"It's the way of the future," Prince Albert of Monaco, the federation's honorary president and an IOC member, said after watching the girls' event Saturday, won by Leydi Laura Moya Lopez  of Cuba.

The Koreans, Schormann asserted, have "always been my driving forces" to implement such changes. "The Europeans have always been complaining," he said. "The Koreans, Chinese and Japanese were forces for change."

If the Korean pentathlon record at the Summer Games has been oh-for-every-one-of-their-Olympics, the Korean record over the past two years at junior events hints at something very different soon enough, perhaps as soon as London and the 2012 Games.

Three of the top four at the 2009 junior worlds -- Korean boys. The winner of the 2009 junior world team event -- South Korea.

Two of the top three at the 2009 version of what in pentathlon circles is called the Youth A world championships, an event for 17- and 18-year-olds -- Korean.

At the 2010 Youth World A event, in June in Sweden, the Koreans won the team title; in the individual competition, Dae Beom won bronze.

And now, at the Youth Games, gold.

At the Youth Games, as at the youth world events, there is no equestrian portion -- meaning the pentathlon was something of a quadrathlon.

Dae Beom was seventh after the fencing portion. He moved into medal contention after finishing with the third-best time in the 200-meter swim.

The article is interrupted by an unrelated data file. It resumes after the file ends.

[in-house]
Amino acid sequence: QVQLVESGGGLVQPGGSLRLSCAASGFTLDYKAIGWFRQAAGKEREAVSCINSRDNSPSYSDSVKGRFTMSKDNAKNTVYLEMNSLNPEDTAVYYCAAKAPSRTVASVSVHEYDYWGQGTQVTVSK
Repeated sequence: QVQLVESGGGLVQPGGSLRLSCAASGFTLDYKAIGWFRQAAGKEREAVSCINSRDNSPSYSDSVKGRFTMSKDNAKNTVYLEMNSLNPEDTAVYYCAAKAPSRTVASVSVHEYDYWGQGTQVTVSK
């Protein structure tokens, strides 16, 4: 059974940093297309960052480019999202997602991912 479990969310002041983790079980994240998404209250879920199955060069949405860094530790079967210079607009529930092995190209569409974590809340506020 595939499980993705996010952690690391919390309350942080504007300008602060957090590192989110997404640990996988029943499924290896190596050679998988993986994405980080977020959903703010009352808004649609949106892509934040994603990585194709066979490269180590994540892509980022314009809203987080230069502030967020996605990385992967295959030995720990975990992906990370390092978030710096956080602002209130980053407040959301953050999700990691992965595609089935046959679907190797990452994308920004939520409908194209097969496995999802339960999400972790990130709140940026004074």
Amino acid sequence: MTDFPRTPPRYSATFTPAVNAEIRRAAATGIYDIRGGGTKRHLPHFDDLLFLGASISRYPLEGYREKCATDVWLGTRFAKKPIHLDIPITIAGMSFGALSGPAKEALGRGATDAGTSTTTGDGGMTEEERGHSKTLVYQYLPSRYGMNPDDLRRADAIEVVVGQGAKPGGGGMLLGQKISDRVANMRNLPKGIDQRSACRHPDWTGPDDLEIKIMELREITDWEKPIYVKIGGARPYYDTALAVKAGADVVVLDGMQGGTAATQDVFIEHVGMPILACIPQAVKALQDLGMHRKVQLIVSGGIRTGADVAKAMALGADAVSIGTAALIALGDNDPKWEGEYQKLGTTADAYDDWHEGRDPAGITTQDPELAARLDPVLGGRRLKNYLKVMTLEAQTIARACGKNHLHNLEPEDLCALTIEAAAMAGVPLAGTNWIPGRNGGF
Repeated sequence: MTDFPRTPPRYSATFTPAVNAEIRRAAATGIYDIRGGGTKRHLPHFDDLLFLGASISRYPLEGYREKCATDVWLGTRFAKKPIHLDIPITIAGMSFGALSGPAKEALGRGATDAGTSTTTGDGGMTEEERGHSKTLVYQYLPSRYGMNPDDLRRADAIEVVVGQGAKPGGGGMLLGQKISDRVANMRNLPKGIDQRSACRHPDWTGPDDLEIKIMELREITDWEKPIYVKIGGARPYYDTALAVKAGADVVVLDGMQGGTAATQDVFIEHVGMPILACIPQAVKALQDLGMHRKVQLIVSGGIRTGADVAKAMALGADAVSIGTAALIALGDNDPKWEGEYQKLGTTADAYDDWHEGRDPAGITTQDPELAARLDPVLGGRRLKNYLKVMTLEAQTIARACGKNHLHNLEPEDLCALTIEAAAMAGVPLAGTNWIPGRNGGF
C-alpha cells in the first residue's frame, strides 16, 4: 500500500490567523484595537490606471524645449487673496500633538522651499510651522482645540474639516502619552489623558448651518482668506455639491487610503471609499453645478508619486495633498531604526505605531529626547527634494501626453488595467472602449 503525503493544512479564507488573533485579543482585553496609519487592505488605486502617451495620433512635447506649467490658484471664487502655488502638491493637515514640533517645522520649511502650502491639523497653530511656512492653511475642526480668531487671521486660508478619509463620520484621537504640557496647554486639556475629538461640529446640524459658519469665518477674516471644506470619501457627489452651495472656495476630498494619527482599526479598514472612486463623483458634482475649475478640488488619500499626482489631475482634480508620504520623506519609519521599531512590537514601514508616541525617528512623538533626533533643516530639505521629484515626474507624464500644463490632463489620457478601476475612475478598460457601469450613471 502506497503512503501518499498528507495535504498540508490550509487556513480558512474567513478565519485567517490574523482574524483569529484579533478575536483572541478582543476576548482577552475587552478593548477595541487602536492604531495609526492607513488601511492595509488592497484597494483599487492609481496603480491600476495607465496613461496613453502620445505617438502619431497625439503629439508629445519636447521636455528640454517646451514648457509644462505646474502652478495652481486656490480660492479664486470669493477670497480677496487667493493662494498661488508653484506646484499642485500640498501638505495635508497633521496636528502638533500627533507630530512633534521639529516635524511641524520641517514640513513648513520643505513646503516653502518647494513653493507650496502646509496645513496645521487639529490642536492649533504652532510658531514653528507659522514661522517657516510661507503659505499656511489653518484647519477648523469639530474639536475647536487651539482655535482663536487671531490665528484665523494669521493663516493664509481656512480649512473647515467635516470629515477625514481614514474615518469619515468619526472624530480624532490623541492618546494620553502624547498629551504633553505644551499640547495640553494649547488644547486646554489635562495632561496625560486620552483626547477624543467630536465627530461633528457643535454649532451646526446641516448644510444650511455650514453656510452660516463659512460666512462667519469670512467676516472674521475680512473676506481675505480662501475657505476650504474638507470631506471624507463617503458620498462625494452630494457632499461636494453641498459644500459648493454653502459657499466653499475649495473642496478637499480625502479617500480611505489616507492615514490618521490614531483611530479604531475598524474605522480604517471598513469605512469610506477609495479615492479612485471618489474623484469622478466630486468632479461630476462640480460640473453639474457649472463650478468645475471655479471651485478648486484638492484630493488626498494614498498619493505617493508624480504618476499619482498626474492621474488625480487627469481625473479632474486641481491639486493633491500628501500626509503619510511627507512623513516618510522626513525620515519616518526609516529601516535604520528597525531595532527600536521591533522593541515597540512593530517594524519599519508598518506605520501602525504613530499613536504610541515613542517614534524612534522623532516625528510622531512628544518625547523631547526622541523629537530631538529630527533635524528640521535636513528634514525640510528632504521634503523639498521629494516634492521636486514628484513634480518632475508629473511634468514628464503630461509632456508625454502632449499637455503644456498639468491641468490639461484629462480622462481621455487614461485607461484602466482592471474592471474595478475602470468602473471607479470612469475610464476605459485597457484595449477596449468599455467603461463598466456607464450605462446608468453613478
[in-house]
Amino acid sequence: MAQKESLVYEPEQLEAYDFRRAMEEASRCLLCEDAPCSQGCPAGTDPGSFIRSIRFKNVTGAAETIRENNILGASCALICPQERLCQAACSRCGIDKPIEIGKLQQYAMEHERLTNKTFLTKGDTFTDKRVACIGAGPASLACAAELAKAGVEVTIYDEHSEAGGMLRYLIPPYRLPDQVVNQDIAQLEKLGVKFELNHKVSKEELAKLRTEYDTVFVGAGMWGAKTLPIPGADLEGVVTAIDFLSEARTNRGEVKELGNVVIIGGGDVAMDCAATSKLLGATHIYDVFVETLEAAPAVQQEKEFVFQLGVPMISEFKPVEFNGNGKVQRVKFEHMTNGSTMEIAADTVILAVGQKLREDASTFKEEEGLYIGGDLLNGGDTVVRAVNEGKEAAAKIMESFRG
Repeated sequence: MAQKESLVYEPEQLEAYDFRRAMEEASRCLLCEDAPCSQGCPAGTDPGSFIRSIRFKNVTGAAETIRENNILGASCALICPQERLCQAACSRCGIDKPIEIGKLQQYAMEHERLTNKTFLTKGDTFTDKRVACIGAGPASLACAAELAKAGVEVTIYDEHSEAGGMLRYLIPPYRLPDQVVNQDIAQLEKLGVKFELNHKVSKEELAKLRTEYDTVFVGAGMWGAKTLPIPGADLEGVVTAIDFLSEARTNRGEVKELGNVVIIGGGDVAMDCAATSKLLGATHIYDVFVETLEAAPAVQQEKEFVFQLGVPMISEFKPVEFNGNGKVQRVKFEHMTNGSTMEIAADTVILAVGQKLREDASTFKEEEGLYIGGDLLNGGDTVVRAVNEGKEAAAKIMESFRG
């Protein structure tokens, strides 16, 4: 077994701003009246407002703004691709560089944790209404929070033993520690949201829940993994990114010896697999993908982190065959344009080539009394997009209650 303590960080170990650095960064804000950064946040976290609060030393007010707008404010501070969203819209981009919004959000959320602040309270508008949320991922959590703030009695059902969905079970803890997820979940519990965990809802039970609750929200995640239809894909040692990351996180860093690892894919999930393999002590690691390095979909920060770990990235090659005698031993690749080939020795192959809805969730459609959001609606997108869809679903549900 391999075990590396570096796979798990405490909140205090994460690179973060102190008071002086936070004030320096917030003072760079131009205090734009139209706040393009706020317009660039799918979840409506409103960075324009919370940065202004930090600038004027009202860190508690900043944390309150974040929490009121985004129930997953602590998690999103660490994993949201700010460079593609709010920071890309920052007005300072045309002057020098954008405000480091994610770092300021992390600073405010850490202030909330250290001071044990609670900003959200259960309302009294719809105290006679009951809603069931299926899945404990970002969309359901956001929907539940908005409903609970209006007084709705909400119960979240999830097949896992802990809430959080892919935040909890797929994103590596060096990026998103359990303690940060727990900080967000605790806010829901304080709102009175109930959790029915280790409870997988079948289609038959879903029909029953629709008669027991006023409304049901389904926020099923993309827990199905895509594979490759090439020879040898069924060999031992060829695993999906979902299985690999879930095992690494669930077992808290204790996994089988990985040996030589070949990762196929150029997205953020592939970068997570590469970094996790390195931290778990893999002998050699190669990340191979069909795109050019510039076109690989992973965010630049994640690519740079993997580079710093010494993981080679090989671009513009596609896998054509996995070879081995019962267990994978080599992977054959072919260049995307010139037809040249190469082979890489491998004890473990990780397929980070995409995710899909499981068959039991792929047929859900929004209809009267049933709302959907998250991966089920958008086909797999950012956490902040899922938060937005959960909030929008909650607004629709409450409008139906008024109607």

As the run-and-shoot got underway, pentathlon experts were mostly watching Han Jiahao of China, the gold medalist at the 2010 Youth World A's. Jiahao's nickname is "King Kong," because, as he explains in a brief biography on the modern pentathlon website, "I think I resemble it."

Not this time. Jiahao faltered during the run-and-shoot. The laser pistols got him.

"I only [learned] about the usage of laser pistols when I came here," to Singapore, Jiahao said later, and a pause here to consider what the reception back home in China might be like for whoever it was that oversees -- perhaps now it's oversaw -- Jiahao's presentation.

How is it he or she or they, whatever, didn't know lasers were going to be used for the first time in pentathlon's 98-year history when everyone else knew?

Jiahao said, "I brought my own air pistols from China only to be informed that we are using laser pistols instead for the modern pentathlon."

Jiahao finished 11th overall.

Dae Beom, meanwhile, came on strong and steady during the run-and-shoot. After crossing the finish line, he staggered a few steps to the mixed zone, where athletes mingle with reporters. There, he collapsed to the track.

He got up a few moments later and said, "I didn't dream of this. It's a gift from heaven."

Joyful at the track